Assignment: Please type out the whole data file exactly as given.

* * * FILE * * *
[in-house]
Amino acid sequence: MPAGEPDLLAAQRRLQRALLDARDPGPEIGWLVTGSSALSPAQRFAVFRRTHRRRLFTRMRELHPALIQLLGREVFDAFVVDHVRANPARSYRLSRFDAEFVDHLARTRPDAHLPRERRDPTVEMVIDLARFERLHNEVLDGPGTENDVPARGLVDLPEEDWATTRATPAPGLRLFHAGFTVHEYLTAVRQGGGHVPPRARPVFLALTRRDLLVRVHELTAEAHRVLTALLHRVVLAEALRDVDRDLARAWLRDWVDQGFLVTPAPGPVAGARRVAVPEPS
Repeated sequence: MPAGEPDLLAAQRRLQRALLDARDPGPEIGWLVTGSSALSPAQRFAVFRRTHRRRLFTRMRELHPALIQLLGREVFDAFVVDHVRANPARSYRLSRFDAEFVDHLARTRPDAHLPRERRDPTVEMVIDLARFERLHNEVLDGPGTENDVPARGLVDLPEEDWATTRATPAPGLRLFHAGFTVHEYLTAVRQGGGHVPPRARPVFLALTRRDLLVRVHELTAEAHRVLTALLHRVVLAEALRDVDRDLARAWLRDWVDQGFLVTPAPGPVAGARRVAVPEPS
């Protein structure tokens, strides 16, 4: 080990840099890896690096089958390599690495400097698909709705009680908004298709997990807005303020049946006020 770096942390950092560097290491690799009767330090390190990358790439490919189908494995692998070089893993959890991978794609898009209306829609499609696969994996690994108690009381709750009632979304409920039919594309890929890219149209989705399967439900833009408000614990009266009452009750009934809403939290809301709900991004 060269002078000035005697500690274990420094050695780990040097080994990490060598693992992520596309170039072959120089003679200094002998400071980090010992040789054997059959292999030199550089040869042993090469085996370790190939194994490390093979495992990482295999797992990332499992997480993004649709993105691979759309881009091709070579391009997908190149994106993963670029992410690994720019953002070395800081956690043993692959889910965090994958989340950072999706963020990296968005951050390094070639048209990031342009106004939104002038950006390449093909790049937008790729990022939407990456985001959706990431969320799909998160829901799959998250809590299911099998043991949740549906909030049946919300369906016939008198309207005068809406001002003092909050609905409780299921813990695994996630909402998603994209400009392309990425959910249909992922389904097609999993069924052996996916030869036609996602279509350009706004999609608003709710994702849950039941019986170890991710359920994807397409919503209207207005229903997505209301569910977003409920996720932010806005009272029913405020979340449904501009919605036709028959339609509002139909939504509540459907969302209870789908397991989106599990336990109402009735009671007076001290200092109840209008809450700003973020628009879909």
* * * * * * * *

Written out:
[in-house]
Amino acid sequence: MPAGEPDLLAAQRRLQRALLDARDPGPEIGWLVTGSSALSPAQRFAVFRRTHRRRLFTRMRELHPALIQLLGREVFDAFVVDHVRANPARSYRLSRFDAEFVDHLARTRPDAHLPRERRDPTVEMVIDLARFERLHNEVLDGPGTENDVPARGLVDLPEEDWATTRATPAPGLRLFHAGFTVHEYLTAVRQGGGHVPPRARPVFLALTRRDLLVRVHELTAEAHRVLTALLHRVVLAEALRDVDRDLARAWLRDWVDQGFLVTPAPGPVAGARRVAVPEPS
Repeated sequence: MPAGEPDLLAAQRRLQRALLDARDPGPEIGWLVTGSSALSPAQRFAVFRRTHRRRLFTRMRELHPALIQLLGREVFDAFVVDHVRANPARSYRLSRFDAEFVDHLARTRPDAHLPRERRDPTVEMVIDLARFERLHNEVLDGPGTENDVPARGLVDLPEEDWATTRATPAPGLRLFHAGFTVHEYLTAVRQGGGHVPPRARPVFLALTRRDLLVRVHELTAEAHRVLTALLHRVVLAEALRDVDRDLARAWLRDWVDQGFLVTPAPGPVAGARRVAVPEPS
């Protein structure tokens, strides 16, 4: 080990840099890896690096089958390599690495400097698909709705009680908004298709997990807005303020049946006020 770096942390950092560097290491690799009767330090390190990358790439490919189908494995692998070089893993959890991978794609898009209306829609499609696969994996690994108690009381709750009632979304409920039919594309890929890219149209989705399967439900833009408000614990009266009452009750009934809403939290809301709900991004 060269002078000035005697500690274990420094050695780990040097080994990490060598693992992520596309170039072959120089003679200094002998400071980090010992040789054997059959292999030199550089040869042993090469085996370790190939194994490390093979495992990482295999797992990332499992997480993004649709993105691979759309881009091709070579391009997908190149994106993963670029992410690994720019953002070395800081956690043993692959889910965090994958989340950072999706963020990296968005951050390094070639048209990031342009106004939104002038950006390449093909790049937008790729990022939407990456985001959706990431969320799909998160829901799959998250809590299911099998043991949740549906909030049946919300369906016939008198309207005068809406001002003092909050609905409780299921813990695994996630909402998603994209400009392309990425959910249909992922389904097609999993069924052996996916030869036609996602279509350009706004999609608003709710994702849950039941019986170890991710359920994807397409919503209207207005229903997505209301569910977003409920996720932010806005009272029913405020979340449904501009919605036709028959339609509002139909939504509540459907969302209870789908397991989106599990336990109402009735009671007076001290200092109840209008809450700003973020628009879909």